I think this bit is especially nice.

“I see the gospel becoming visible in the media. We will engage with the ideas of this generation and refuse to accept the censorship which is so easily imposed on Christianity. We must find ways of putting our case for Christ and making it natural to speak about God in the general community. The large mail I received after the recent QandA program showed me that once the gospel is visible, Christians in the workplace can and will make use of opportunities.”

I still have some questions about why Sydney needs as many incredibly trained people for its mission, if it is the place where 1/5 of all Australians live, it’d be nice to see some sort of proportional approach to the distribution of reformed evangelical workers in Australia where the other 4/5 live (let alone globally) – but I realise that this isn’t how denominations, particularly Anglicanism, work.

Here are two pertinent comments:

“We have proliferated workers. Many denominations are declining in workers, with people becoming part time and being older. For us the reverse is happening. The biggest expansion of workers has been amongst the ordained clergy where the numbers have advanced by an astonishing increase of 26% from 480 to 604. Our workers are better trained and higher quality in gifts than ever before. Most parishes are now using teams of workers, including a very significant number of women.”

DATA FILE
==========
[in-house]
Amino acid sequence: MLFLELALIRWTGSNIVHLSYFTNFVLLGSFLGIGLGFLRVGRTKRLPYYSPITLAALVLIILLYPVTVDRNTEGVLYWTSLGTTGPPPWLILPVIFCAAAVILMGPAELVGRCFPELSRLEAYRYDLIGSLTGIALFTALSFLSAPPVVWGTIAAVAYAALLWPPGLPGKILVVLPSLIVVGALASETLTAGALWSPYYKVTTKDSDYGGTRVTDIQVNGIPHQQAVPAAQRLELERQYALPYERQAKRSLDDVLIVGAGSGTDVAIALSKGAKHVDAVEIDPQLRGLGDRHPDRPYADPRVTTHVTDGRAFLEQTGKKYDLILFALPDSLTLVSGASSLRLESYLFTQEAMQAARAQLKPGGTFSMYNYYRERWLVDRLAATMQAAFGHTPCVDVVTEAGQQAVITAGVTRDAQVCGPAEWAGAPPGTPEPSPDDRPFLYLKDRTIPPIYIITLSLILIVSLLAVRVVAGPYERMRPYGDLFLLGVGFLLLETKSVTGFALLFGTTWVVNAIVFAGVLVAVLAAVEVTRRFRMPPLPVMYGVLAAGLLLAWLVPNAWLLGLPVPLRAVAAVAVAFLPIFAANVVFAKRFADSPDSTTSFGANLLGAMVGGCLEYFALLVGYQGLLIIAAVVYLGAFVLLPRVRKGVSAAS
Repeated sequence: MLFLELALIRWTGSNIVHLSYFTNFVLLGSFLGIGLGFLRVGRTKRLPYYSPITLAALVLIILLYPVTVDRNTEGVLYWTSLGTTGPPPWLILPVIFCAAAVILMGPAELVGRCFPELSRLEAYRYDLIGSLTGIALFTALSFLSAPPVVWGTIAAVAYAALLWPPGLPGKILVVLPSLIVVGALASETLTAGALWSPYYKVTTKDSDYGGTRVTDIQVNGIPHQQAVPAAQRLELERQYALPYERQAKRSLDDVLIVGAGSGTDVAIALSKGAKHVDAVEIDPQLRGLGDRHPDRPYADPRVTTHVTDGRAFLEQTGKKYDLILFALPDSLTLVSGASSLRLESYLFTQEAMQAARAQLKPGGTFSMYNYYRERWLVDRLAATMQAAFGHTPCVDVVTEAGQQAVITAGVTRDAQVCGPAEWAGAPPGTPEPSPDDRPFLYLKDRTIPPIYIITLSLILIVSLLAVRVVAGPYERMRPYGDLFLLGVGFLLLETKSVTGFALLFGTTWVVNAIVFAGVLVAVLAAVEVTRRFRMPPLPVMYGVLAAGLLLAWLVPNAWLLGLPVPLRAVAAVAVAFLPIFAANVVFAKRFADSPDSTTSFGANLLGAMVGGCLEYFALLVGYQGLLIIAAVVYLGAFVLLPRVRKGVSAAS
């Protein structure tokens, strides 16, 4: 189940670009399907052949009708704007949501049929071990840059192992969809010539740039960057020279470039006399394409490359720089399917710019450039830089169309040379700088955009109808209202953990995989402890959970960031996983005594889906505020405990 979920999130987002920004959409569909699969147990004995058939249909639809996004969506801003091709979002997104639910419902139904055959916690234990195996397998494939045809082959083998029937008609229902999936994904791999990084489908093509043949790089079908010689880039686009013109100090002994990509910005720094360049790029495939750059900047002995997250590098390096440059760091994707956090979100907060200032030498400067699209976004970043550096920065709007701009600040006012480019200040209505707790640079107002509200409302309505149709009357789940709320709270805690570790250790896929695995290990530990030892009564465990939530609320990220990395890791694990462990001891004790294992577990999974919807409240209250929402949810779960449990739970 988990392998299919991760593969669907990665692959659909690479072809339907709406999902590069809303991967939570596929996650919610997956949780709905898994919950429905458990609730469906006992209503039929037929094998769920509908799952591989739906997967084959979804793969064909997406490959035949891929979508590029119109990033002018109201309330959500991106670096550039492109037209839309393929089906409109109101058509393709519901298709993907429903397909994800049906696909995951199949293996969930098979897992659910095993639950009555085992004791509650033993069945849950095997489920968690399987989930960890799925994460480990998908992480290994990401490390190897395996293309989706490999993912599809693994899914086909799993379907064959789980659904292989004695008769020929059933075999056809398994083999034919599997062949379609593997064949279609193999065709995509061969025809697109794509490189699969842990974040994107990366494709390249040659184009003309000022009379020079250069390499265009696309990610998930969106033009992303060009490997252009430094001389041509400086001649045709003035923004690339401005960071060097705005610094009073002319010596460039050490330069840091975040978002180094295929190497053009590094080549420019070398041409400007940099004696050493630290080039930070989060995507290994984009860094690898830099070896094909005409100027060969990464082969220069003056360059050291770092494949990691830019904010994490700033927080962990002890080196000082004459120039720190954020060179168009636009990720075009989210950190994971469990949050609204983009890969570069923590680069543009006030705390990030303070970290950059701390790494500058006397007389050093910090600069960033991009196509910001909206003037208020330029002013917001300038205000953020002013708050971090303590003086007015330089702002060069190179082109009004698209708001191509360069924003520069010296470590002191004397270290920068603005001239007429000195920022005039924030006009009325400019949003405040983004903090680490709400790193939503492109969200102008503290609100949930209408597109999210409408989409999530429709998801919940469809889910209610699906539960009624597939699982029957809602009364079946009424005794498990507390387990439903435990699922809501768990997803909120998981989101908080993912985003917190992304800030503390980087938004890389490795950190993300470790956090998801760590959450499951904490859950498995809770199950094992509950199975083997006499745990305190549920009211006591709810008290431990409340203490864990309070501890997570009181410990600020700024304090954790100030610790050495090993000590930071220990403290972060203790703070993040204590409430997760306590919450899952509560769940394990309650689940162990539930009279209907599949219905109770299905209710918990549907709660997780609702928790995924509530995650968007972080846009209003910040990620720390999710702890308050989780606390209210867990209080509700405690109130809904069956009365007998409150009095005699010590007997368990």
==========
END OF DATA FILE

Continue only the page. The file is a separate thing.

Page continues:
“Furthermore we have started to move forward in creating new parishes. For years we have been gently stagnating at around 260 parishes, quietly amalgamating the dying ones, leaving suburbs unpastored and letting buildings go. We have now begun to go forward, refusing to close parishes or amalgamate them without the hope of re-opening them in the future, finding new congregations and uses for buildings and doing what we had forgotten to do – inaugurate new parishes. This changed mind-set must be permanent.”